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Musical trip back for Doctor Who

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Peter Davison will revisit an old role hosting the Time Lord spectacular, writes Ron Banks

Peter Davison is feeling a little perturbed. The previous night's performance of David Hare's play The Vertical Hour was cancelled because of the illness of the leading lady and on this night he will go on stage with an actress who will read the role because she is totally unrehearsed.

I've not even met her yet and it's a very big role, Davison says as we sit down in the foyer of London's Finsbury Park Theatre to discuss an entirely different project his forthcoming tour of Australia as part of a musical spectacular about Doctor Who. He played The Doctor on television three decades ago.

But for the moment he is consumed by his Finsbury Park role in the play about the Middle East conflict, the second in a proposed trilogy that Hare started with Stuff Happens.

Davison worries whether the production should really go on with a stand-in leading lady and advises me not to see the play because he does not think it will be very good. (I've already had my tickets refunded for the night before.)

It's easy to understand the reluctance because, as the London critics observed, Hare's characters do nothing but argue the merits and demerits of the 2003 US invasion of Iraq. One critic called it a landslide of loquacity.

The operators of such small suburban theatres as Finsbury Park run on small budgets, however, and can't afford the losses of cancelling performances. It means Davison will just have to grit his teeth and perform alongside the reading lady.

These days Davison is a freelance actor who takes on interesting projects such as the Hare play, as well as performing in musicals (Chicago, Legally Blonde, Spamalot), television roles and the occasional project associated with Doctor Who.

Australian audiences of a certain age may remember his years in the early 80s as the fifth Doctor and there are many who will recall his role as Tristan, the younger vet in All Creatures Great and Small.

He also played the husband in At Home with the Braithwaites, a comedy about a middle-class family that won the lottery.

Other television credits include Dangerous Davis in The Last Detective, a vet who takes a job on a small island in Distant Shores and a crown prosecutor in the UK version of Law and Order.

But it is the Doctor Who connection that brings Davison to Australia for the second time in a year this time with Perth in the schedule. He will host the Doctor Who spectacular, featuring music from the various Doctor Who series played live against a backdrop of segments from the shows.

The urbane actor, who in his earlier, younger roles it must be admitted, came across as a bit frazzled, will introduce the music and let slip a few anecdotes about the famous Time Lord.

It was really great fun when we played it in Sydney early in 2014, Davison says. It's very much a family show, with the music of the Doctor Who series across the years played by a full symphony orchestra.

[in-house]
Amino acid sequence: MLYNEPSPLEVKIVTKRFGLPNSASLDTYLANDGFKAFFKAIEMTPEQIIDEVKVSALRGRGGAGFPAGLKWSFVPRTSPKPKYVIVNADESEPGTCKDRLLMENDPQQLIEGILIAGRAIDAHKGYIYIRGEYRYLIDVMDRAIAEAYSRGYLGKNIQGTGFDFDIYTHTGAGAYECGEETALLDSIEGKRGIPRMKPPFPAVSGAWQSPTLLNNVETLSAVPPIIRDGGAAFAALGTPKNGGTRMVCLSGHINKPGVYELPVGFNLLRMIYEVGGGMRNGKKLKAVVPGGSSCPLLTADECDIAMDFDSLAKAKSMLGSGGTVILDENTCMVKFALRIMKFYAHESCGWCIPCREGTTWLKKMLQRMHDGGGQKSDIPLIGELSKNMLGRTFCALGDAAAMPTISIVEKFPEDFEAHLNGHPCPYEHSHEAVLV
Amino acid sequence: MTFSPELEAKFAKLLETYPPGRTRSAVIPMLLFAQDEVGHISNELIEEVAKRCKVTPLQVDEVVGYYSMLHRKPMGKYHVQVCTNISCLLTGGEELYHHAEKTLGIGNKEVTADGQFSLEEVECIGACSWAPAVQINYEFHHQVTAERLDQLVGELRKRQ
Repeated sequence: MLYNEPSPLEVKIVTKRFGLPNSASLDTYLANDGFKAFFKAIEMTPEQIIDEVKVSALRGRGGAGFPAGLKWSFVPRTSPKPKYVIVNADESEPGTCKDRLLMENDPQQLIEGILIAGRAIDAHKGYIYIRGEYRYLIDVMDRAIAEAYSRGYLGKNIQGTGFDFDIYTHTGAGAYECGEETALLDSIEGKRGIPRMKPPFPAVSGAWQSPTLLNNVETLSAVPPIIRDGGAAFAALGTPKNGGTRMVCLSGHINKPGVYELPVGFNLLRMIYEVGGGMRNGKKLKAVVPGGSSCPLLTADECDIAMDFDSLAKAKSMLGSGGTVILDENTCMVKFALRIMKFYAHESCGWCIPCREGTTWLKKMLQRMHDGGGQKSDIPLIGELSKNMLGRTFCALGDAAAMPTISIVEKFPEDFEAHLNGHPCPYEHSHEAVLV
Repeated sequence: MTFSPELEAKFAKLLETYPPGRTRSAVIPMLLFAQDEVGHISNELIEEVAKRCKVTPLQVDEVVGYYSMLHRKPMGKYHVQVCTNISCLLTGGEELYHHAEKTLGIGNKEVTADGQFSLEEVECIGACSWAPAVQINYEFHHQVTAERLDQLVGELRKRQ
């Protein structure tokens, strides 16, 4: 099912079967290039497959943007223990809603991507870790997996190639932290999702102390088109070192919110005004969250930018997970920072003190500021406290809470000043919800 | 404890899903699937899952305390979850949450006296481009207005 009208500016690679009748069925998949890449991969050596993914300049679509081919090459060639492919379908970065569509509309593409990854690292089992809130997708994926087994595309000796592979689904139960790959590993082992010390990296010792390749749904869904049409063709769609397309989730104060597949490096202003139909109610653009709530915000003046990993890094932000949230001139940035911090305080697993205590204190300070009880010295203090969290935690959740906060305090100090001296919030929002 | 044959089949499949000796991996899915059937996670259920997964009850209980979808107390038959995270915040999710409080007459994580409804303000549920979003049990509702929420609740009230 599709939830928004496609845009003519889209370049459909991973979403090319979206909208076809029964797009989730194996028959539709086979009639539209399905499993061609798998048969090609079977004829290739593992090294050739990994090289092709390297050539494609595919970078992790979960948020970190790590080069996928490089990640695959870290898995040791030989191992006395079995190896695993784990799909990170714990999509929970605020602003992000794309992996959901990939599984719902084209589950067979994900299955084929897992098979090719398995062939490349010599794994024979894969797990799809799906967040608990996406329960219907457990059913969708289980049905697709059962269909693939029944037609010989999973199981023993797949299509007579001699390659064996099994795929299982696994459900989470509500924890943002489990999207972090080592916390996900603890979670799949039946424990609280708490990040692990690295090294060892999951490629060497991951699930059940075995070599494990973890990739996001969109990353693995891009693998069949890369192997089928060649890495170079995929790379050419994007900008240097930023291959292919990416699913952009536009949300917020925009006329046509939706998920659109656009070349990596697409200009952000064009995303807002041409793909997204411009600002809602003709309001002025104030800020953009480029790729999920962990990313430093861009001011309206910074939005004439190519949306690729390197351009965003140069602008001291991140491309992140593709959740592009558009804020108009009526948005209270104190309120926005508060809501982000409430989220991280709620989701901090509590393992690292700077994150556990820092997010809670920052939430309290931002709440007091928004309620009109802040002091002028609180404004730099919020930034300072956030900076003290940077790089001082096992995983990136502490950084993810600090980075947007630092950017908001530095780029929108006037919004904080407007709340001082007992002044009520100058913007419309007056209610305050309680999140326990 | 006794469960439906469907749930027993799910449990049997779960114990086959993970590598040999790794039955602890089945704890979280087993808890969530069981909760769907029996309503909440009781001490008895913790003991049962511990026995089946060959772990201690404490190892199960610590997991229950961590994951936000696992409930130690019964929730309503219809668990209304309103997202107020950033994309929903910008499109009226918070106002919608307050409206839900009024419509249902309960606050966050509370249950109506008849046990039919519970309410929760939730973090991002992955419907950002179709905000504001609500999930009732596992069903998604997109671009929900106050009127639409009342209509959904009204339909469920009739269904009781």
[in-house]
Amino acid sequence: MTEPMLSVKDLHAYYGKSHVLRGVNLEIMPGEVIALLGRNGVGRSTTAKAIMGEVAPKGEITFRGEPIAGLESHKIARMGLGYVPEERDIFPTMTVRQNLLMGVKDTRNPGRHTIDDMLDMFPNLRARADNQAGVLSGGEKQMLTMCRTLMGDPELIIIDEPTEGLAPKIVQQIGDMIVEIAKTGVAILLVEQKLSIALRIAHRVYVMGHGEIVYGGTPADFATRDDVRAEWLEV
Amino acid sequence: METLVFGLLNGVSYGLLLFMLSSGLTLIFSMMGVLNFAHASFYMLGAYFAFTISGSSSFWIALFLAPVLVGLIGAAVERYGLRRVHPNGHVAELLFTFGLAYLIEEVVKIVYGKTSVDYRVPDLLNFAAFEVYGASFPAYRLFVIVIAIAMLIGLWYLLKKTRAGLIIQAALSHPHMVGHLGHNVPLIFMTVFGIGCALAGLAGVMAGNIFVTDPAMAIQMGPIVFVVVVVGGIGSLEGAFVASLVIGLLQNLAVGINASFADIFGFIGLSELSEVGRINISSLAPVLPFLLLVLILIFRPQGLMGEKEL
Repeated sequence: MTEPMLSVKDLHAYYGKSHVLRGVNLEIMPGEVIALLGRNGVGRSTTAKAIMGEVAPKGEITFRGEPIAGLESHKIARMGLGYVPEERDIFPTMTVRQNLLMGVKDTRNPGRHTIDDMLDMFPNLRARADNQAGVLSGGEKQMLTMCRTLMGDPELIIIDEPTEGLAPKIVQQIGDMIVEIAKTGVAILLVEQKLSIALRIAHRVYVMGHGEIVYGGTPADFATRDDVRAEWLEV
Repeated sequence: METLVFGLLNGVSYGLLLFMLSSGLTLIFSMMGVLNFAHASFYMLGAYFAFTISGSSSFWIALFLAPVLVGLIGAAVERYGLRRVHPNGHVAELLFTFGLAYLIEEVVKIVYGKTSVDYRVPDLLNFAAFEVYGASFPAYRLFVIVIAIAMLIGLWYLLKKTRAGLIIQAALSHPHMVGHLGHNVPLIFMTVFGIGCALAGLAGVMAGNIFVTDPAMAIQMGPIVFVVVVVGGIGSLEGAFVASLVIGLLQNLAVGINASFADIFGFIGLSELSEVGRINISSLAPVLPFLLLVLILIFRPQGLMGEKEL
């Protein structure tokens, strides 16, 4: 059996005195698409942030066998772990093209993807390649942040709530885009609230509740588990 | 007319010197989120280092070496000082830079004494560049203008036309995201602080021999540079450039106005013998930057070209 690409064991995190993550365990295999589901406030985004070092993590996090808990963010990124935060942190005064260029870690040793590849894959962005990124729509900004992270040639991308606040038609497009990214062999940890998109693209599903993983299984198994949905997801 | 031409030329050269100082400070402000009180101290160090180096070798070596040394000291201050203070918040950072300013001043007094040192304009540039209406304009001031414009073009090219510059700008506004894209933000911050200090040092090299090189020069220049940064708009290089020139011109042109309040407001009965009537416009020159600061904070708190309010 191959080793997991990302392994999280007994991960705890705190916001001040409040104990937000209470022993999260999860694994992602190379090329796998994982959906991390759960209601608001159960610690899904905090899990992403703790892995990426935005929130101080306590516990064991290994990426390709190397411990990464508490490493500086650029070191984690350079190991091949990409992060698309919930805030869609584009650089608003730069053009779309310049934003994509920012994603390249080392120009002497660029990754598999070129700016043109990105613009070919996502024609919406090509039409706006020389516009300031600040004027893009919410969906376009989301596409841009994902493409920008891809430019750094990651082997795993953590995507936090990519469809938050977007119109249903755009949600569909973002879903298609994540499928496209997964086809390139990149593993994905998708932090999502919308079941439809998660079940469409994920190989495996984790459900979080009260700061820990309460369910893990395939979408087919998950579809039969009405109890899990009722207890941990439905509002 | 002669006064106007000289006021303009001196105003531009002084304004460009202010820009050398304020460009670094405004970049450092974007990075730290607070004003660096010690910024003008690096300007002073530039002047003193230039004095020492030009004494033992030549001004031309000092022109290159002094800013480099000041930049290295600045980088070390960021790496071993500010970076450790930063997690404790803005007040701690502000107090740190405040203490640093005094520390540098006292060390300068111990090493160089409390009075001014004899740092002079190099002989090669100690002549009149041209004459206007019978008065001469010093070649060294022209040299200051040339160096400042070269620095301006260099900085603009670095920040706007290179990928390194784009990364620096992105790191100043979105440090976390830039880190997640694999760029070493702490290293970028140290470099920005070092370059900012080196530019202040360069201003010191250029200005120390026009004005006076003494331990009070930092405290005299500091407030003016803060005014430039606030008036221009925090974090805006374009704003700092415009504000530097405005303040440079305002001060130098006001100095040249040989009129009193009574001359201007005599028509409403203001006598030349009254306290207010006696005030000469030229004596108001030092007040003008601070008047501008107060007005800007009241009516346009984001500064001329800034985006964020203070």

There will also be clips from the series, including some from the current series featuring Peter Capaldi.

I'll be explaining a few things about the series and about the music, and telling a few stories about my own time as Doctor Who. Actually, it was so popular the first time we were in Australia that I really felt more like a rock star than an actor.

With Doctor Who now more than 50 years old, Davison will have a huge treasury of stories and music to draw on as he takes audiences on a journey through this television phenomenon which has had more spin-offs than a Catherine wheel on fireworks night.

Davison has taken part in many of the spin-offs, including an audio tape version of Doctor Who, charity specials and even a documentary on his time as the fifth Doctor Who presented by his son-in-law David Tennant, who was the 10th Doctor Who.

Davison's daughter Georgia Moffet is an actress who has appeared as a guest on the show alongside her husband.

So the family connection to Doctor Who runs far deeper than Davison's three years on the show. (He reportedly left because he did not want to become typecast, probably the same reason that Matt Smith quit last year.)

Most of the music audiences will hear in the Doctor Who spectacular was written by Murray Gold, though the famous theme tune was written by well-known British composer Ron Grainger.

Murray Gold was not even born when Ron wrote the theme, Davison reminds me.

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  • APA 6th ed.: Banks, Ron (2014-12-10). Musical trip back for Doctor Who. The West Australian p. 8.
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  • Chicago 15th ed.: Banks, Ron. "Musical trip back for Doctor Who." The West Australian, edition, sec., 2014-12-10
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  • Wikipedia (this article): <ref>{{cite news| title=Musical trip back for Doctor Who | url= | work=The West Australian | pages=8 | date=2014-12-10 | via=Doctor Who Cuttings Archive | accessdate=25 July 2024 }}</ref>
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